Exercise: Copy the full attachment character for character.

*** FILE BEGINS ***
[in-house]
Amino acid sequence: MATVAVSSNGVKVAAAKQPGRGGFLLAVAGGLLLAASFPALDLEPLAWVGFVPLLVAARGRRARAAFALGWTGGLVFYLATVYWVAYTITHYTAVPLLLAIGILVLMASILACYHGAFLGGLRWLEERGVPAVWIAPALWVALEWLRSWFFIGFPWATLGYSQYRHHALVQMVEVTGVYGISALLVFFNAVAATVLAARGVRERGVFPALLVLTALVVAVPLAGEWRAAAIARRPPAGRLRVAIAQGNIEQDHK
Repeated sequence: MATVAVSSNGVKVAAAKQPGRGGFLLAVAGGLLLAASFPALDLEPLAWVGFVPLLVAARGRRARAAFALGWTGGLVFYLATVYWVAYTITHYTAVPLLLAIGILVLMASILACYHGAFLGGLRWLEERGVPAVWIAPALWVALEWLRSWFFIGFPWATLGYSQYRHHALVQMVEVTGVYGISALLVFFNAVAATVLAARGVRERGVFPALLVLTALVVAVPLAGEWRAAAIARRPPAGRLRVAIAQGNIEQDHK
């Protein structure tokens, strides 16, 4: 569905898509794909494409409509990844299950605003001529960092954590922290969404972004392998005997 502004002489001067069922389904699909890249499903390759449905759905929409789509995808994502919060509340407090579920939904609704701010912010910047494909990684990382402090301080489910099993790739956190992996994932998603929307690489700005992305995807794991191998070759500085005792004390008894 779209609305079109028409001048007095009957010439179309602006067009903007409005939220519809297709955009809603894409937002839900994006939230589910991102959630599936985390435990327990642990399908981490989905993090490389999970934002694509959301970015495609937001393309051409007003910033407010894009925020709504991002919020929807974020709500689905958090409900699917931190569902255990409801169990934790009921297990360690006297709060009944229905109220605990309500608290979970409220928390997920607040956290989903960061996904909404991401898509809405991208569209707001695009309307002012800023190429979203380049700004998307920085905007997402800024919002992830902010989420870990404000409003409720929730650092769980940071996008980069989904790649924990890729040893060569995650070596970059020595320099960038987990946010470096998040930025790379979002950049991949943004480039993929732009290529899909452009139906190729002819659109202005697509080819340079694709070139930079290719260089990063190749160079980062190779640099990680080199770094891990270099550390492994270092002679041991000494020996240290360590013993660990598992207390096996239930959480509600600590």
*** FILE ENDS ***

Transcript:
[in-house]
Amino acid sequence: MATVAVSSNGVKVAAAKQPGRGGFLLAVAGGLLLAASFPALDLEPLAWVGFVPLLVAARGRRARAAFALGWTGGLVFYLATVYWVAYTITHYTAVPLLLAIGILVLMASILACYHGAFLGGLRWLEERGVPAVWIAPALWVALEWLRSWFFIGFPWATLGYSQYRHHALVQMVEVTGVYGISALLVFFNAVAATVLAARGVRERGVFPALLVLTALVVAVPLAGEWRAAAIARRPPAGRLRVAIAQGNIEQDHK
Repeated sequence: MATVAVSSNGVKVAAAKQPGRGGFLLAVAGGLLLAASFPALDLEPLAWVGFVPLLVAARGRRARAAFALGWTGGLVFYLATVYWVAYTITHYTAVPLLLAIGILVLMASILACYHGAFLGGLRWLEERGVPAVWIAPALWVALEWLRSWFFIGFPWATLGYSQYRHHALVQMVEVTGVYGISALLVFFNAVAATVLAARGVRERGVFPALLVLTALVVAVPLAGEWRAAAIARRPPAGRLRVAIAQGNIEQDHK
């Protein structure tokens, strides 16, 4: 569905898509794909494409409509990844299950605003001529960092954590922290969404972004392998005997 502004002489001067069922389904699909890249499903390759449905759905929409789509995808994502919060509340407090579920939904609704701010912010910047494909990684990382402090301080489910099993790739956190992996994932998603929307690489700005992305995807794991191998070759500085005792004390008894 779209609305079109028409001048007095009957010439179309602006067009903007409005939220519809297709955009809603894409937002839900994006939230589910991102959630599936985390435990327990642990399908981490989905993090490389999970934002694509959301970015495609937001393309051409007003910033407010894009925020709504991002919020929807974020709500689905958090409900699917931190569902255990409801169990934790009921297990360690006297709060009944229905109220605990309500608290979970409220928390997920607040956290989903960061996904909404991401898509809405991208569209707001695009309307002012800023190429979203380049700004998307920085905007997402800024919002992830902010989420870990404000409003409720929730650092769980940071996008980069989904790649924990890729040893060569995650070596970059020595320099960038987990946010470096998040930025790379979002950049991949943004480039993929732009290529899909452009139906190729002819659109202005697509080819340079694709070139930079290719260089990063190749160079980062190779640099990680080199770094891990270099550390492994270092002679041991000494020996240290360590013993660990598992207390096996239930959480509600600590």